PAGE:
Students from Del Norte High School return the boat to Japan with compassion.
Click here to learn more about this project and see the student’s film.
Katie takes a break for a hike along the Oregon Coast at Cascade Head.
Who is Katie?
Katie Woollven is a Marine Resource Management grad student, working with Dr. Shawn Rowe in the Free-choice Learning Lab at Oregon State University. For her Master’s thesis project, Katie gets to chat with select COASST participants about their perspectives on their role in science and resource management.
Where has she been?
After receiving her B.S. in marine biology from Texas A&M, Katie worked as a field biologist collecting mosquitoes for a bird study, as a fisheries observer in Alaska, and as an intertidal lab tech before shifting gears to focus on education research. Working with the Monterey Bay Aquarium’s Science Under Sail Program and an NOAA-funded community-based marine debris removal project sparked her current interest in nature of science learning and citizen science.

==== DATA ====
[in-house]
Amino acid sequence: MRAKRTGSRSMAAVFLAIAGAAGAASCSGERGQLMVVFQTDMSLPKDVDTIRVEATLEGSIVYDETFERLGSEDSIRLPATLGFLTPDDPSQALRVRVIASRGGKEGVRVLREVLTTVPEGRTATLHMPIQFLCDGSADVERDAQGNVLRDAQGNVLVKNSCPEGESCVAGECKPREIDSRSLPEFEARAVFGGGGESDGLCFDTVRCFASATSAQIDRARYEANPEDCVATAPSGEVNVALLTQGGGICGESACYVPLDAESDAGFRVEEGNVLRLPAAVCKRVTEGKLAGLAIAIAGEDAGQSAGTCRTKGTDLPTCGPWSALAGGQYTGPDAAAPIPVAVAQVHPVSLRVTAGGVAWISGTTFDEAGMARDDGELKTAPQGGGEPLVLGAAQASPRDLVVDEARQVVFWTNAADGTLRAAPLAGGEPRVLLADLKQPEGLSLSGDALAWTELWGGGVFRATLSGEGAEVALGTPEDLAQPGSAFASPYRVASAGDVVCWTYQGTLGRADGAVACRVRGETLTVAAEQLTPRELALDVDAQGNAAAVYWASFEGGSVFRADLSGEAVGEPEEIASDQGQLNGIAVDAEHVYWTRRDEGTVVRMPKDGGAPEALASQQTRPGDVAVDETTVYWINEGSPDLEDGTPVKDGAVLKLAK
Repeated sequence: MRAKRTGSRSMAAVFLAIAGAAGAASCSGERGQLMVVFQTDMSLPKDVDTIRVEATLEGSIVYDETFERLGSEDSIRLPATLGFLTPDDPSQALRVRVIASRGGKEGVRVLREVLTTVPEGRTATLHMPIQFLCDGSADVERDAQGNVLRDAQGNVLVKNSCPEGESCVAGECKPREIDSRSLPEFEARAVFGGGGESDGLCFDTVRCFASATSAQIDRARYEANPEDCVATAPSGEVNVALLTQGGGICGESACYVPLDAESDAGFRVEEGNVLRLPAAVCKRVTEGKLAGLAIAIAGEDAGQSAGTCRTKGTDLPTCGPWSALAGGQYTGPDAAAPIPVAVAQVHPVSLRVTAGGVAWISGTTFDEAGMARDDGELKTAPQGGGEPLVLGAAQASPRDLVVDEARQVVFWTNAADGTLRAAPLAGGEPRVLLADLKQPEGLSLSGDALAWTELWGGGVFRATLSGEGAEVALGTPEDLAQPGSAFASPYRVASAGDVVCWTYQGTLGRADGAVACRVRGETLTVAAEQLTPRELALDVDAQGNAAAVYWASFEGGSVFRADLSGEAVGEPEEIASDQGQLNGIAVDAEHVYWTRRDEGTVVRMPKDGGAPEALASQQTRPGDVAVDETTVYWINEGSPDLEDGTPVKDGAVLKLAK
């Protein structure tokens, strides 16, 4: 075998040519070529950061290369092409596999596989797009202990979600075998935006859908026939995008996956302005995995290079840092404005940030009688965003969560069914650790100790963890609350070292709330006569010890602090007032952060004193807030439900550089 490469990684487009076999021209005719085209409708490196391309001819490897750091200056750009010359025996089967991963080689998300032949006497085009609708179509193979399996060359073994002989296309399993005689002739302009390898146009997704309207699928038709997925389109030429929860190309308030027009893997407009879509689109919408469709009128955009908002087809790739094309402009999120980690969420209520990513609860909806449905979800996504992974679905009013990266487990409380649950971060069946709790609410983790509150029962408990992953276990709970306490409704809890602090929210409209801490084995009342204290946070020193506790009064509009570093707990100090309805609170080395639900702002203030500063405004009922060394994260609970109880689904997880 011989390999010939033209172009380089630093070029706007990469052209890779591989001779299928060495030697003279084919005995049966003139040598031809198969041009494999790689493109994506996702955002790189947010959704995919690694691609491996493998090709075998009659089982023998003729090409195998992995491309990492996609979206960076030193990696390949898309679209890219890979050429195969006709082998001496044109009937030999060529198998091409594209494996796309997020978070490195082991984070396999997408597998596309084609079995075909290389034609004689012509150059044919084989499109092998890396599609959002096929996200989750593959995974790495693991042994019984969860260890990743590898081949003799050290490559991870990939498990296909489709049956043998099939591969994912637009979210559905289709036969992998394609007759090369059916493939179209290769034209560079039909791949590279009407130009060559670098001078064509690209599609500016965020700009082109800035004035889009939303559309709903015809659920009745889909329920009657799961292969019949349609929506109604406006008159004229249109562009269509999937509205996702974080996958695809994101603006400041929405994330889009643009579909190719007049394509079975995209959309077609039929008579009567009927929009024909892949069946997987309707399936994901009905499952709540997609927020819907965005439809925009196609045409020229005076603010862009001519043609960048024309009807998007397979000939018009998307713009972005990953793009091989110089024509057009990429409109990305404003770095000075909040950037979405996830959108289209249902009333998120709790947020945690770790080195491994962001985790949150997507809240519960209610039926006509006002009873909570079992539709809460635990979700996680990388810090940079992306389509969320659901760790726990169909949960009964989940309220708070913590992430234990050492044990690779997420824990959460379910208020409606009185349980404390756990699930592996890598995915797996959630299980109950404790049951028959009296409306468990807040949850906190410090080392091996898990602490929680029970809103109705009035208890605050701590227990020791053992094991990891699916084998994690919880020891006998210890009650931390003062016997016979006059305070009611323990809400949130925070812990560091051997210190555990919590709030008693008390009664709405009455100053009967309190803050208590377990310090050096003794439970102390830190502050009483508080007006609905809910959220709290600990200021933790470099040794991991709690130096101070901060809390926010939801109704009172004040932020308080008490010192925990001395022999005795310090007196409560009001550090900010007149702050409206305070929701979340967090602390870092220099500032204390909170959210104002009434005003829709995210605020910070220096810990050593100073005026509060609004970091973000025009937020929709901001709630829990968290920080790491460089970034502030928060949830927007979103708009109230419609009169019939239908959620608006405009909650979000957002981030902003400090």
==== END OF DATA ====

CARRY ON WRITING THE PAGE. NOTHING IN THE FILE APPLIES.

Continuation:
What is she thinking about and exploring in her research?
“The big, overarching questions for my grad studies are: What kind of learning does or can happen in citizen science programs? How can we design citizen science programs to benefit science, volunteers, and society?,” says Katie. “COASST is a long-term citizen science program with a diverse group of participants to help us understand how/if citizen science impacts participants and the greater community,” she adds. And the best part, we asked? “I’m excited to hear what COASSTers have to say!”
Last Friday, Julia and Jane stopped in at the Quinault Division of Natural Resources in Taholah, Washington. Julia, wearing “both her hats” as an Associate Dean of Academic Affairs and Diversity at the College of the Environment and the Executive Director of COASST had a chance to hear from a host of Quinault Indian Nation resource managers including Joe Schumacker, Ed Johnstone, Daniel Ravenel, Heather May, Mark Mobbs, Larry Gilbertson and Janet Clark.
Non-bird finds: deer, cormorant egg, monofilament ball, toy boat.
Julia and Daniel check out some (live) seabirds.
And we just had to head out the beach for a COASST survey with Daniel (a long-time COASST participant) and Nick Barry (tribal member and wildlife intern from Washington State University). With the sun out, we had ample time to take in the views, discover a “new foot type,” find a cormorant egg, and some debris items, all in a matter of hours. The only COASST find that day? Well, see if you can tell from the photo: